About 20 years ago, a man was plucked from his world and thrown into a mysterious new one: the island of Myst. Many have joined the man, guiding his steps and experiencing everything through his eyes in a journey that has had a lasting impact on the adventure genre of video games.
Rand Miller is the co-founder and CEO of developer Cyan, Inc. (also known as Cyan Worlds, Inc.), and is best known for creating the adventure game Myst with his brother Robyn. Last month, Cyan launched a Kickstarter campaign for its new game, Obduction.
Although it isn’t a sequel to the Myst series, Obduction promises to recreate many of feelings that distinguished Myst and Riven, such as the experience of being stranded in an unknown world. Miller was gracious enough to do a question and answer session with us about Obduction and why Cyan has chosen Kickstarter.
Let’s start by talking about the decision to call the game Obduction. The story starts with the player’s abduction, so why not name the game Abduction? The project’s Kickstarter page describes obduction as “the act of drawing or laying over, as a covering.” Does the title convey a double meaning?
Yes! Or does it? Or is it a triple meaning, meant to throw you off? Or did we do that to make you think there’s a twist so that you’ll be surprised when there is no twist? You won’t know until you play. Clever, eh?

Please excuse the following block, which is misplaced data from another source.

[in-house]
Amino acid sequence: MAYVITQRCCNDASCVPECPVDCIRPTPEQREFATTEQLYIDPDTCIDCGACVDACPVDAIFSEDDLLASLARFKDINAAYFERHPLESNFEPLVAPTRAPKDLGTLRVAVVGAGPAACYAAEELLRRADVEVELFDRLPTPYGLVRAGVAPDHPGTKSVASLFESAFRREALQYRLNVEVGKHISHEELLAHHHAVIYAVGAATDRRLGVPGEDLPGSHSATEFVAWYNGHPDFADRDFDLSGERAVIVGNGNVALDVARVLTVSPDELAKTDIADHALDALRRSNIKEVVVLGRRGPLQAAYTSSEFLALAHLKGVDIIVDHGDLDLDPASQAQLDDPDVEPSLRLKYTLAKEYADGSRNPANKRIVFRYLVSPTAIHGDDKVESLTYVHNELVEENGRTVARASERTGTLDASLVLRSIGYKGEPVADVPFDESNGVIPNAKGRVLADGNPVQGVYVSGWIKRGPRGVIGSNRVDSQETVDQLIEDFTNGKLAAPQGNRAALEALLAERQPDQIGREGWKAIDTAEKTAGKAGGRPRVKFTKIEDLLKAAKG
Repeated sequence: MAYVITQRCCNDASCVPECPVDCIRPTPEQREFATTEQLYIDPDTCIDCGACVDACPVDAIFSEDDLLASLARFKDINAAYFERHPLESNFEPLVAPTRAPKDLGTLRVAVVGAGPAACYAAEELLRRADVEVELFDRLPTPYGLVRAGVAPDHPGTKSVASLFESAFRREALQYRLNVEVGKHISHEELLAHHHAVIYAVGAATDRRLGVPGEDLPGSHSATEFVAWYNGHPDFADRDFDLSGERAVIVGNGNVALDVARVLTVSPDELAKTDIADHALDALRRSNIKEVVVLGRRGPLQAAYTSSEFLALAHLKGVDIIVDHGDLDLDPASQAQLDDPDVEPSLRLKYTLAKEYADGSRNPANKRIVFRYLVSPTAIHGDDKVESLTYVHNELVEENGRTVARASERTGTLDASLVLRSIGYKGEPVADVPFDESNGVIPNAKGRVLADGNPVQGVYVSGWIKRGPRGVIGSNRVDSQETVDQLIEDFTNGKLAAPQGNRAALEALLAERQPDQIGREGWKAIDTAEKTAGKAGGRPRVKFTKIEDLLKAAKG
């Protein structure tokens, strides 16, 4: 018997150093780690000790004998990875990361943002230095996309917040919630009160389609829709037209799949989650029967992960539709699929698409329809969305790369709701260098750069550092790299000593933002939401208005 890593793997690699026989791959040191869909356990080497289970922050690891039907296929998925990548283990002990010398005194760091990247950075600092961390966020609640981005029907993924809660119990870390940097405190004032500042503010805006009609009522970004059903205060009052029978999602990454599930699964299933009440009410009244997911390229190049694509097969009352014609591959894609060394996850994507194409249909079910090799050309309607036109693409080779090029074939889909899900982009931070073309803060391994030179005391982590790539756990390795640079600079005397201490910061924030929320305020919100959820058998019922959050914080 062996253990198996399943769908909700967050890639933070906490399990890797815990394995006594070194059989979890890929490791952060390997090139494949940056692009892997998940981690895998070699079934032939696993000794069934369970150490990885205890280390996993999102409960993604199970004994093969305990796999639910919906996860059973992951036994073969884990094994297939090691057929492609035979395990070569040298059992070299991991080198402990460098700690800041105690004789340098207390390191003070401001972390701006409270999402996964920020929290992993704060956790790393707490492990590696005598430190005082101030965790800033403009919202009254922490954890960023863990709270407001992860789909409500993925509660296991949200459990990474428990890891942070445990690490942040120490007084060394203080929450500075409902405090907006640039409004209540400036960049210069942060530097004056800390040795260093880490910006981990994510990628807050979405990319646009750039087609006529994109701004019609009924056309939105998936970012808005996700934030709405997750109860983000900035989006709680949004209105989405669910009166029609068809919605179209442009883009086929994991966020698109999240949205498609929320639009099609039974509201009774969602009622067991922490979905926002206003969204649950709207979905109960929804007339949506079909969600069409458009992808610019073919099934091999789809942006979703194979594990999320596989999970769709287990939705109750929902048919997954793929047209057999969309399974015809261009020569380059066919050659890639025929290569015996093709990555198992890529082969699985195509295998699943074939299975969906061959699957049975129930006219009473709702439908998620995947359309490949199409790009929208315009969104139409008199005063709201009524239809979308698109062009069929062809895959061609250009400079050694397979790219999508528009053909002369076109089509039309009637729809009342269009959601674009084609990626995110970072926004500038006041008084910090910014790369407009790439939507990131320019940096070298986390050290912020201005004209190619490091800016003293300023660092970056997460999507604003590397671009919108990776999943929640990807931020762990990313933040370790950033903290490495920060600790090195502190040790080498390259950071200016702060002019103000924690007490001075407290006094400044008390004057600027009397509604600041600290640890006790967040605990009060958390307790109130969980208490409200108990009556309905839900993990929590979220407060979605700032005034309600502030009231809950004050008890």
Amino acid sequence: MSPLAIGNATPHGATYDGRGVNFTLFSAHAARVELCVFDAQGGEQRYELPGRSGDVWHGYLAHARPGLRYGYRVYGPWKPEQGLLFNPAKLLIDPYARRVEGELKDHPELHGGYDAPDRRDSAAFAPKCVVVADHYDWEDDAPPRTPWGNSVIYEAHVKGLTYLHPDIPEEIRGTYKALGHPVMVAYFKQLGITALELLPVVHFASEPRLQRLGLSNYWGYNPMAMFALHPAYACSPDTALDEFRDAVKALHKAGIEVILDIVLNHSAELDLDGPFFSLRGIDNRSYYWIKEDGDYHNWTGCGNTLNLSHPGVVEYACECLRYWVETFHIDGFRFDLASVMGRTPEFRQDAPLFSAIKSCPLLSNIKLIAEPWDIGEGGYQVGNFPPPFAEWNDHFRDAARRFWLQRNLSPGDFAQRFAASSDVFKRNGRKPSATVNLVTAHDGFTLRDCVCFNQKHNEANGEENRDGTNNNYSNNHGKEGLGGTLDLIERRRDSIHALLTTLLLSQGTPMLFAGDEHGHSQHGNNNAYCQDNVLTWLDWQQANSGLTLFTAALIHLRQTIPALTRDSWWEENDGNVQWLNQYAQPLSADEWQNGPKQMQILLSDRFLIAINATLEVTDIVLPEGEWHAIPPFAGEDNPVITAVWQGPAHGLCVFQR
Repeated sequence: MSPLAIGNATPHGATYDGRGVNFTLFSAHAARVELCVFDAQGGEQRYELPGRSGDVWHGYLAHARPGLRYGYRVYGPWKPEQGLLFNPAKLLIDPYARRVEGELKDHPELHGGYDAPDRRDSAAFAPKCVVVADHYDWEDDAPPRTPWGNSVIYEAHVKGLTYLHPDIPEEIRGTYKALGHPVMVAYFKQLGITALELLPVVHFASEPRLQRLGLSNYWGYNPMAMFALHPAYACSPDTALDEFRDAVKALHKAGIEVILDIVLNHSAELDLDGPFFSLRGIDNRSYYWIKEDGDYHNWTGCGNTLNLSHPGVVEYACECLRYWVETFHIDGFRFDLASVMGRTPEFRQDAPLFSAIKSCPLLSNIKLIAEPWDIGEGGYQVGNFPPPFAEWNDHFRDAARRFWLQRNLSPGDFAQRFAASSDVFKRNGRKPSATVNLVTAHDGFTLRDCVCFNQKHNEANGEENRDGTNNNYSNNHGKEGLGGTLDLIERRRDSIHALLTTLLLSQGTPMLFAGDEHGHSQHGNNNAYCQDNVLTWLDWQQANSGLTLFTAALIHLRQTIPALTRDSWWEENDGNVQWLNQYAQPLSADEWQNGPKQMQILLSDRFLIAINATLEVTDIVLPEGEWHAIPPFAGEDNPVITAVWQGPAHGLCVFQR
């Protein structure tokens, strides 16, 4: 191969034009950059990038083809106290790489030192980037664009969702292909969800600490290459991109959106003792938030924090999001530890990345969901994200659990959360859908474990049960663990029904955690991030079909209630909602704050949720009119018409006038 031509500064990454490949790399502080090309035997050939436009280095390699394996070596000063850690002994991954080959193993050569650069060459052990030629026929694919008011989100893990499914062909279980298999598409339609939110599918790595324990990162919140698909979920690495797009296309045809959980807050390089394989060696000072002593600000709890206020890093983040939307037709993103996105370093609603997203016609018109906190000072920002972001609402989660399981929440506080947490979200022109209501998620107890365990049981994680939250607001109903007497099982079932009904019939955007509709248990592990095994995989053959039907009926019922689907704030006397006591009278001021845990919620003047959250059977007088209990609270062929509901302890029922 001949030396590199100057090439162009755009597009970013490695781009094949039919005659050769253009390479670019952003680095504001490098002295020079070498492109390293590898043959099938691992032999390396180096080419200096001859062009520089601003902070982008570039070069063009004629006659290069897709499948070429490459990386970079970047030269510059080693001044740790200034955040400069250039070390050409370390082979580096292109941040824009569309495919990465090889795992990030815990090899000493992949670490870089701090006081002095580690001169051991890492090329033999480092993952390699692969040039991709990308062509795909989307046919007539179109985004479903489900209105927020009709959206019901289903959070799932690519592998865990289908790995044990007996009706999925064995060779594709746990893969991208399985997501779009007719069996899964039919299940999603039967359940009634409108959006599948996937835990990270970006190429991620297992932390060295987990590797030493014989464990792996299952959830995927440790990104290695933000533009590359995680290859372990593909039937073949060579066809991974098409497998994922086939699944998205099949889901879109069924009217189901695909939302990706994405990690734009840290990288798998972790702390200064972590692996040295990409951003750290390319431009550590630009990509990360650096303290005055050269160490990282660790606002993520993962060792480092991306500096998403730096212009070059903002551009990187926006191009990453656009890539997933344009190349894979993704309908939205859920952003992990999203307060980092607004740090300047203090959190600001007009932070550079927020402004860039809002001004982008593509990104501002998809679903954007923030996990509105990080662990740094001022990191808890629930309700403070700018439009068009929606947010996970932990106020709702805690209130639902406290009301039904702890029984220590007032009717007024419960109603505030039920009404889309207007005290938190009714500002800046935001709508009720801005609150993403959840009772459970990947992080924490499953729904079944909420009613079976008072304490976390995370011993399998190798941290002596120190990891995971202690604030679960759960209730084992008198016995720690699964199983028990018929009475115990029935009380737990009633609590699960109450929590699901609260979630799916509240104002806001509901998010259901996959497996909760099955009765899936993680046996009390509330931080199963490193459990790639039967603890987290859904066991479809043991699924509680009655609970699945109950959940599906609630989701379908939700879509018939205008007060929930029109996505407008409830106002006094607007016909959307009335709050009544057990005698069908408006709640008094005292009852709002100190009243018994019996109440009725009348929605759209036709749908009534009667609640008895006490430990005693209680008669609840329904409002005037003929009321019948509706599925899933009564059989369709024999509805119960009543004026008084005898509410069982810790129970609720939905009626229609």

What aspects or traits of the Myst franchise are present in Obduction? Is there a reason the campaign highlights Myst and Riven in particular?
We really are excited to harken back to that feeling that Myst and Riven brought to the table – being suddenly thrown into what feels like the middle of a much larger story in a strange new place. It seems like it resonates with people – not having to necessarily kill all the bad guys and level up, but to simply explore and interact with a rich environment, and figure out what the story is; how you can learn more and how you can affect it. Obduction changes the setting, the scenery, the story, the characters, the gameplay, the sounds, etc. – but it keeps that great feeling of becoming part of an interesting story.